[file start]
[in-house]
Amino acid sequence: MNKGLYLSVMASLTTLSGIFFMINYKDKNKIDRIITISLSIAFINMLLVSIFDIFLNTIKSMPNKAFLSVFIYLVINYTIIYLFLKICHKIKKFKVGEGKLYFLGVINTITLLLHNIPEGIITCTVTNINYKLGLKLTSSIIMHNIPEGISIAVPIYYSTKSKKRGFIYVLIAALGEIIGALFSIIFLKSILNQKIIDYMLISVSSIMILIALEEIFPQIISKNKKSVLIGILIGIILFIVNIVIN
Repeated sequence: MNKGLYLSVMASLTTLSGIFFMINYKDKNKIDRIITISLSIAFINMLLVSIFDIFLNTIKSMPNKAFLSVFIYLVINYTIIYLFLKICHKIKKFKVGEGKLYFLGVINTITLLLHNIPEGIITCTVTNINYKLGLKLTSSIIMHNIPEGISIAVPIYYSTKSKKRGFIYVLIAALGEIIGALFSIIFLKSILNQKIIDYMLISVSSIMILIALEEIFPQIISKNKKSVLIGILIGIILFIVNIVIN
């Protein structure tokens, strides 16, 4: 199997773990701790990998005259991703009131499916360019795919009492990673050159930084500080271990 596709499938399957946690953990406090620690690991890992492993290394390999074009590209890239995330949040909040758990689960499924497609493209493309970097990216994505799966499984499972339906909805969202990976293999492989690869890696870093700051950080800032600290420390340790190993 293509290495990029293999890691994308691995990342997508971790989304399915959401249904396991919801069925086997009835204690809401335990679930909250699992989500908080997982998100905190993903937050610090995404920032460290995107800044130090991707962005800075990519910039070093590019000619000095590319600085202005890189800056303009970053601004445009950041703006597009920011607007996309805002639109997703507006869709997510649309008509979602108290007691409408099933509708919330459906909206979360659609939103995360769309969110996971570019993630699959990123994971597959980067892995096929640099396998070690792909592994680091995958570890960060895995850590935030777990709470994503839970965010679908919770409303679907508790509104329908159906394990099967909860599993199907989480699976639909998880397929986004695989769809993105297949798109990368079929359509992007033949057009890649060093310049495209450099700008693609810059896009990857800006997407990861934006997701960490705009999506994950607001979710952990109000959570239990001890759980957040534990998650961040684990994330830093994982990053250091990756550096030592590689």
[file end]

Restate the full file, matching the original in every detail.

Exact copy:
[in-house]
Amino acid sequence: MNKGLYLSVMASLTTLSGIFFMINYKDKNKIDRIITISLSIAFINMLLVSIFDIFLNTIKSMPNKAFLSVFIYLVINYTIIYLFLKICHKIKKFKVGEGKLYFLGVINTITLLLHNIPEGIITCTVTNINYKLGLKLTSSIIMHNIPEGISIAVPIYYSTKSKKRGFIYVLIAALGEIIGALFSIIFLKSILNQKIIDYMLISVSSIMILIALEEIFPQIISKNKKSVLIGILIGIILFIVNIVIN
Repeated sequence: MNKGLYLSVMASLTTLSGIFFMINYKDKNKIDRIITISLSIAFINMLLVSIFDIFLNTIKSMPNKAFLSVFIYLVINYTIIYLFLKICHKIKKFKVGEGKLYFLGVINTITLLLHNIPEGIITCTVTNINYKLGLKLTSSIIMHNIPEGISIAVPIYYSTKSKKRGFIYVLIAALGEIIGALFSIIFLKSILNQKIIDYMLISVSSIMILIALEEIFPQIISKNKKSVLIGILIGIILFIVNIVIN
């Protein structure tokens, strides 16, 4: 199997773990701790990998005259991703009131499916360019795919009492990673050159930084500080271990 596709499938399957946690953990406090620690690991890992492993290394390999074009590209890239995330949040909040758990689960499924497609493209493309970097990216994505799966499984499972339906909805969202990976293999492989690869890696870093700051950080800032600290420390340790190993 293509290495990029293999890691994308691995990342997508971790989304399915959401249904396991919801069925086997009835204690809401335990679930909250699992989500908080997982998100905190993903937050610090995404920032460290995107800044130090991707962005800075990519910039070093590019000619000095590319600085202005890189800056303009970053601004445009950041703006597009920011607007996309805002639109997703507006869709997510649309008509979602108290007691409408099933509708919330459906909206979360659609939103995360769309969110996971570019993630699959990123994971597959980067892995096929640099396998070690792909592994680091995958570890960060895995850590935030777990709470994503839970965010679908919770409303679907508790509104329908159906394990099967909860599993199907989480699976639909998880397929986004695989769809993105297949798109990368079929359509992007033949057009890649060093310049495209450099700008693609810059896009990857800006997407990861934006997701960490705009999506994950607001979710952990109000959570239990001890759980957040534990998650961040684990994330830093994982990053250091990756550096030592590689």